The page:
In shortened season, stars still had chance to shine in 1981
The season began with Fernandomania and ended with a classic World Series matchup between the Dodgers and Yankees. Mike Schmidt slugged his way to a second consecutive MVP, and Nolan Ryan pitched another no-hitter.
But perhaps the best way to describe baseball in 1981 is by recounting Pete Rose’s pursuit of the National League’s career hits record. He tied the mark in June, then had to wait until August to break it — because a strike shut down the sport for about two months.
All Rose could do was make regular visits to the batting cage while he waited.
“I went there every freaking day,” Rose said.
If baseball is able to come back at all this year, fans should be prepared for a significantly shortened season, and that 1981 campaign may be the most relevant comparison available. The season was split in two by a labor dispute, but when the sport finally returned, its stars still had an abbreviated chance to shine.
“The chaos, the change, the uniqueness, the intensity — all of those elements absolutely factor into how memorable that entire time is,” said Steve Rogers, the right-hander whose Montreal Expos made their first postseason appearance in 1981.
The early days of the ’81 season were dominated by Fernando Valenzuela. The Mexican rookie took Los Angeles by storm, winning his first eight starts for the Dodgers and throwing shutouts in five of them.
By the time the strike began, Rose was in the spotlight. He was with the defending champion Phillies then, and on June 10, he entered Philadelphia’s last game before the strike needing one hit to tie Stan Musial’s NL mark of 3,630.
Ryan was on the mound against the Phillies, and Rose tied the record with a first-inning single off him. Then Rose struck out in his next three chances against the Houston right-hander. He finally broke the record Aug. 10 against St. Louis, in his team’s first game back.
Baseball’s first big event after the stoppage was the All-Star game in Cleveland on Aug. 9. Schmidt homered in the eighth inning to give the NL a 5-4 win.
“That would have been my overall best year had we played a full season,” Schmidt said in an email. “I was in the midst of my prime, especially following 1980. It really had nothing to do with a unique thing I did during the strike, actually I worked for CBS as a sports anchor. I did some working out with (Phillies reliever) Tug McGraw.”
Schmidt hit .316 with 31 home runs in 102 games. Baseball-Reference.com credits him with 7.7 wins above replacement that year. In 2019 — with a full season — only two NL players reached that WAR total.
If baseball’s return went smoothly for position players like Rose and Schmidt, pitchers faced more of a challenge. And Rogers had the added responsibility of being on the union’s negotiating committee during the strike.
“My ability to stay in shape had been curtailed pretty significantly,” Rogers said. “I really did not have the capability of throwing that much.”
It would nonetheless turn into a memorable year for Rogers and the Expos. Baseball expanded its postseason, allowing the four division leaders from before the strike to qualify — and also taking the teams with the best post-strike records in each division.
That led to some unusual results. Cincinnati went 66-42 for the best overall record in the game, but the Reds finished second in both halves and missed the playoffs. Kansas City went 50-53 but won the second half in the AL West and played on.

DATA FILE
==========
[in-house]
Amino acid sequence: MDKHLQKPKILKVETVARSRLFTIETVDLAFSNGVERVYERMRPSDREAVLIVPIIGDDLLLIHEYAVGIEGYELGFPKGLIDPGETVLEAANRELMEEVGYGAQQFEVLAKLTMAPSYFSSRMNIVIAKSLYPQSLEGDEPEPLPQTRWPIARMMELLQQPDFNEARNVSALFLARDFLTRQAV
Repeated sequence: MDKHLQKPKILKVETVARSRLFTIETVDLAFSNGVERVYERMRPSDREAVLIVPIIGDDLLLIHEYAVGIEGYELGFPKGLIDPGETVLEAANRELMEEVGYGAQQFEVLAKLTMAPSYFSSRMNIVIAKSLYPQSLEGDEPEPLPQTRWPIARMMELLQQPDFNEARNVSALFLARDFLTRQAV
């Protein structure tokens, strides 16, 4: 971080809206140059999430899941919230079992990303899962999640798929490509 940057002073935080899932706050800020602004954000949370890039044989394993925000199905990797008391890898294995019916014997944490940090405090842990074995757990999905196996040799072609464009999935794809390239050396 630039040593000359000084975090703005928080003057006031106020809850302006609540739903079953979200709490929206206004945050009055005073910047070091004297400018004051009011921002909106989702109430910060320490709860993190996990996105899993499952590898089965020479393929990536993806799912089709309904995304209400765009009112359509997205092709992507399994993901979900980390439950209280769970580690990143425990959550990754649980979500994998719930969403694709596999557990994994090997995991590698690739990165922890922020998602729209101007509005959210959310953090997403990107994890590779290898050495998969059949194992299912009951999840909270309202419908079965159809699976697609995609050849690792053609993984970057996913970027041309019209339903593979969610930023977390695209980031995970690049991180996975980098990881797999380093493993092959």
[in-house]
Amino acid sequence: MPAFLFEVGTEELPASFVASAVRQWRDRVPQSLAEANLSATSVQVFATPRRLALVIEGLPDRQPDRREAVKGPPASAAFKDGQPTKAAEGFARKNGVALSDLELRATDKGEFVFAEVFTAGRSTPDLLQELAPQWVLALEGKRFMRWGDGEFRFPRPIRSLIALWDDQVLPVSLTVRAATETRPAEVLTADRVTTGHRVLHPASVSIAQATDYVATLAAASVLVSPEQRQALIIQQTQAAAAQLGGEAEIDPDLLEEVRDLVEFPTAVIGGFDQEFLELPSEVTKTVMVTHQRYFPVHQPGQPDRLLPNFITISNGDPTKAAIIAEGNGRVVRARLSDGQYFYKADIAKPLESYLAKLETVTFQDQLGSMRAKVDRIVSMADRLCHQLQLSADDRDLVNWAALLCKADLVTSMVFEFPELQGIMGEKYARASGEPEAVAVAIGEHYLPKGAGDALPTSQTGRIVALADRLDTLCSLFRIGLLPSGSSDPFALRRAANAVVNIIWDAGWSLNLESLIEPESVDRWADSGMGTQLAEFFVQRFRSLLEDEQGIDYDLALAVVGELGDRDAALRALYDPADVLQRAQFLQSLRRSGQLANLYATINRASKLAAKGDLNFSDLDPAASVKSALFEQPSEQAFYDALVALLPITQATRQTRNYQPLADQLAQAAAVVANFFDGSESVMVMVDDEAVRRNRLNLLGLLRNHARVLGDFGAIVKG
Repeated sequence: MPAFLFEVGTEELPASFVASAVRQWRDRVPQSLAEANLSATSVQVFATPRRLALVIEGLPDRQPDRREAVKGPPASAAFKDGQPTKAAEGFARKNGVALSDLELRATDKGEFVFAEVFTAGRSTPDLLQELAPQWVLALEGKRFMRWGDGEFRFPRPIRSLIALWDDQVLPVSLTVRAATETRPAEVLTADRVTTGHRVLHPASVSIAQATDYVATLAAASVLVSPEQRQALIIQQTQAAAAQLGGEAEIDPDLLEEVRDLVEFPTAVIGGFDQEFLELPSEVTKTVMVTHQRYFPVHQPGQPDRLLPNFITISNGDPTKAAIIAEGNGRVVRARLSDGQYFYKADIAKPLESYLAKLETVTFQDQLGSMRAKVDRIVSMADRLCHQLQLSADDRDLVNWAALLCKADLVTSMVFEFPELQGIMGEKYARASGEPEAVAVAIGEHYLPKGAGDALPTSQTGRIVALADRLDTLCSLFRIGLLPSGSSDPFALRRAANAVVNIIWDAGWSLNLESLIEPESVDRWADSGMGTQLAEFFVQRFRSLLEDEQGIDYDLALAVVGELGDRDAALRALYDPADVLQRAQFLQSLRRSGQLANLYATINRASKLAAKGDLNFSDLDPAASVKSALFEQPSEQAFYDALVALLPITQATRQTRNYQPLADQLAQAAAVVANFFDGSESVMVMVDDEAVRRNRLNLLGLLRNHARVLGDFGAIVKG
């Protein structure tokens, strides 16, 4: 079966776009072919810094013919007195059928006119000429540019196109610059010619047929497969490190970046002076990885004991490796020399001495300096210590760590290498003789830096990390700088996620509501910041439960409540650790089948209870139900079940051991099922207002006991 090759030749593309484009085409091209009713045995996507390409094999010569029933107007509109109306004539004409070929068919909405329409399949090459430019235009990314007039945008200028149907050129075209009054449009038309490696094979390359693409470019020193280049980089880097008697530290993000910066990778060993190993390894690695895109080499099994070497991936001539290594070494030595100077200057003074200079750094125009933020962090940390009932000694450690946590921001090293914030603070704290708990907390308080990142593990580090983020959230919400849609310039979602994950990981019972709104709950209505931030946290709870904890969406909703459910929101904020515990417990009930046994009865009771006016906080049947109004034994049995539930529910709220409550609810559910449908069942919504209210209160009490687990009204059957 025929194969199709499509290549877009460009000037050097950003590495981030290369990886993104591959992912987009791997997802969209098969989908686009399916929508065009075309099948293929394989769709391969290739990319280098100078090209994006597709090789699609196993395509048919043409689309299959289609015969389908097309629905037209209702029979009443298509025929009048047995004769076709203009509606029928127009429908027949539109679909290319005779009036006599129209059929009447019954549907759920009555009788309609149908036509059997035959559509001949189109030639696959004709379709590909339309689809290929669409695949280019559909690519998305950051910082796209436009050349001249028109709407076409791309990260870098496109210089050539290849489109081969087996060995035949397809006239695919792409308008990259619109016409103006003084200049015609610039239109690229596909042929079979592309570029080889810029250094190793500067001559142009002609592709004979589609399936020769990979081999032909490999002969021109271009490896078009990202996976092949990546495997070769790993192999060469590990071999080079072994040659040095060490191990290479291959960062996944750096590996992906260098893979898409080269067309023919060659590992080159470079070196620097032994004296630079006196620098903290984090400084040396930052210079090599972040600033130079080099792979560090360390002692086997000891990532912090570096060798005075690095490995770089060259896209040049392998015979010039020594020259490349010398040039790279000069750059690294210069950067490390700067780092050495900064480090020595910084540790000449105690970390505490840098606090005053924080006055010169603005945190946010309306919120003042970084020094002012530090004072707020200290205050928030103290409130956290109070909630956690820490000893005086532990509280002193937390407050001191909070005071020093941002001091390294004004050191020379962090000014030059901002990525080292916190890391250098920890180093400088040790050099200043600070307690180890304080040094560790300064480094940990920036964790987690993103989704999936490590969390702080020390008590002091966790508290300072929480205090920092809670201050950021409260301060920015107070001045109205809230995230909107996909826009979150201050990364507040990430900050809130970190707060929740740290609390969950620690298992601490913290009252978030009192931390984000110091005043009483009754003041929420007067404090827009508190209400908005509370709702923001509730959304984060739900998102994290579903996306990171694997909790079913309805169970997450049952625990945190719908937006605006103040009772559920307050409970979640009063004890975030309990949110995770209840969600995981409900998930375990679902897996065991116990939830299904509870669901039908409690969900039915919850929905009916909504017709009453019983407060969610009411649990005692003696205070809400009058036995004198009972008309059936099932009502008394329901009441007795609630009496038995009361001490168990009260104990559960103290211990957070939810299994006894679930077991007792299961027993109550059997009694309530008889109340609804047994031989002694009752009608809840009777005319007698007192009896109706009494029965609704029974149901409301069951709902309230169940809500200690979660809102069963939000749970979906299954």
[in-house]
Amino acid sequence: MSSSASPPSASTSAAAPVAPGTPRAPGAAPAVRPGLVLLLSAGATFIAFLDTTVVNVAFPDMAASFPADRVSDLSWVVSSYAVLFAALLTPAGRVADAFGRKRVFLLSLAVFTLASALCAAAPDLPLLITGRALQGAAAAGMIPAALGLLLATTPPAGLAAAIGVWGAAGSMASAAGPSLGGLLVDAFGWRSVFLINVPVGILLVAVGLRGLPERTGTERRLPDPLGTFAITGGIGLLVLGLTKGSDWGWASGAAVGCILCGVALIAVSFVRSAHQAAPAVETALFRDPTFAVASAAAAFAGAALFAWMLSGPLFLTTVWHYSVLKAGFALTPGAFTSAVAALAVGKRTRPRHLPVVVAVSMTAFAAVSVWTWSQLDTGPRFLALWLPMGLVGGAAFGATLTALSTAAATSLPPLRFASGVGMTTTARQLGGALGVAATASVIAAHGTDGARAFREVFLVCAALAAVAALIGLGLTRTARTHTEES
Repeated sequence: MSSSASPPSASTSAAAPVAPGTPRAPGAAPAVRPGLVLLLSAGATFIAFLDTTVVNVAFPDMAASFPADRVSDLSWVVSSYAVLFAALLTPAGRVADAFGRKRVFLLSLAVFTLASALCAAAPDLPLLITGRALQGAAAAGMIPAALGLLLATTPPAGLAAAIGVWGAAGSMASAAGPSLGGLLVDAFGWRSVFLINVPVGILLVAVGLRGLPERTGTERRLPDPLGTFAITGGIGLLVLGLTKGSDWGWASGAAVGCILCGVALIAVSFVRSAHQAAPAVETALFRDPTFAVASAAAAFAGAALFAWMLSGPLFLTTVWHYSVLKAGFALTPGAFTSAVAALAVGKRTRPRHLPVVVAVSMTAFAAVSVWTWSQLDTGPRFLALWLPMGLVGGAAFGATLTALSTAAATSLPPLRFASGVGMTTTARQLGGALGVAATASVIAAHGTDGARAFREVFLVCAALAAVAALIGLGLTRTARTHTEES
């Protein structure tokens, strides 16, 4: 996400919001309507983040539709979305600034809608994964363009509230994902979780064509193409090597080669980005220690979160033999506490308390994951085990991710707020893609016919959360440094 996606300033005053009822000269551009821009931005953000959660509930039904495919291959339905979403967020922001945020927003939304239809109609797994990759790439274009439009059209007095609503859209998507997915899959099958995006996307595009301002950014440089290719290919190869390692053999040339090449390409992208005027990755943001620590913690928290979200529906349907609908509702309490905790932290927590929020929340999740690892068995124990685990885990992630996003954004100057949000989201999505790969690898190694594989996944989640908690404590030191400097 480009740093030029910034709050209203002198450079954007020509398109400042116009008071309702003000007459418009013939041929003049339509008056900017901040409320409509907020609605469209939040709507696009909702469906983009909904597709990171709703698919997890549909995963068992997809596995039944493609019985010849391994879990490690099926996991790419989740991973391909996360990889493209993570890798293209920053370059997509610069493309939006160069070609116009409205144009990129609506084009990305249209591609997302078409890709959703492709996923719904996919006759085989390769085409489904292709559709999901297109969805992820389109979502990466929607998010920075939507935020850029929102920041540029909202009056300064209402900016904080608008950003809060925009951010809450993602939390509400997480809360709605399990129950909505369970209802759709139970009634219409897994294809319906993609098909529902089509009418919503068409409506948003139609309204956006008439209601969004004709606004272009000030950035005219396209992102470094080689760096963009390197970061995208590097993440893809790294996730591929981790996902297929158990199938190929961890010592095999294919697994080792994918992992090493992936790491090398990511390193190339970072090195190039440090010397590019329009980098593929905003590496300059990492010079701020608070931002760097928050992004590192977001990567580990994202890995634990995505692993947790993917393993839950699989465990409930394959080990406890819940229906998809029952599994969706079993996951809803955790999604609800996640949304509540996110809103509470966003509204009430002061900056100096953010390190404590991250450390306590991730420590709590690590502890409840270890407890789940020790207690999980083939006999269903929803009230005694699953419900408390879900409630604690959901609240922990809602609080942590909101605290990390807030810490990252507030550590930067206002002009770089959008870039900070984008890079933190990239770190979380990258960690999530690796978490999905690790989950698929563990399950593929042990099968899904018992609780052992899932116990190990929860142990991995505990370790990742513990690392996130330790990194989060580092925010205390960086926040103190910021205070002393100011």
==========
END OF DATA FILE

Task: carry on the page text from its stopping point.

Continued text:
Teams played an unequal number of games. The Expos (30-23) edged the Cardinals (29-23) atop the NL East in the second half, securing what would be their lone postseason berth in Montreal.
The Milwaukee Brewers made their first playoff appearance, as well. Houston made the postseason with the help of Ryan’s fifth no-hitter, Sept. 26 against the Dodgers.
The Expos fired manager Dick Williams late in the season, then went 16-11 under Jim Fanning to make the playoffs. Rogers threw a two-hit shutout against the Mets in his final start of the regular season — and he was just getting started.
In the first round of the playoffs, Rogers beat Steve Carlton twice, including in the winner-take-all fifth game at Philadelphia. He went the distance in that 3-0 victory and even drove in two runs.
In the NL Championship Series against Los Angeles, Rogers threw another complete game in a Game 3 win, but when he came on in relief in Game 5, Rick Monday homered in the top of the ninth to give the Dodgers the pennant. The ending was disappointing, but it had been a remarkable run for the Expos.
By the time the World Series ended — with the Dodgers winning in six games — it was fair to say the 1981 season, while far from ideal, had avoided becoming a farce.
That’s the challenge the sport faces this year amid the coronavirus pandemic, which has put the entire season in jeopardy. If baseball does resume, it may be in front of empty stadiums, and if the start is delayed well into the summer, the season could be so short the results seem tarnished.
“Is it really going to be a true champion?” Rose wondered. “The commissioner — boy, he’s got his work cut out for him. … You can’t make everybody happy.”
Ultimately, though, the format of baseball’s return may be a secondary concern. If the sport can be played safely, that would be a victory in itself. Whether that’s really possible is still very much in doubt.
“How would you contact trace if a player got the virus and was in a clubhouse? Point being, I think the number of games is a moot point,” Schmidt said. “If you need a number, and there was no problem playing the games, you probably could crown a world champion following a 60-game regular season. And a shortened postseason. It’s all about money and what everyone is willing to gamble to stop losing it.”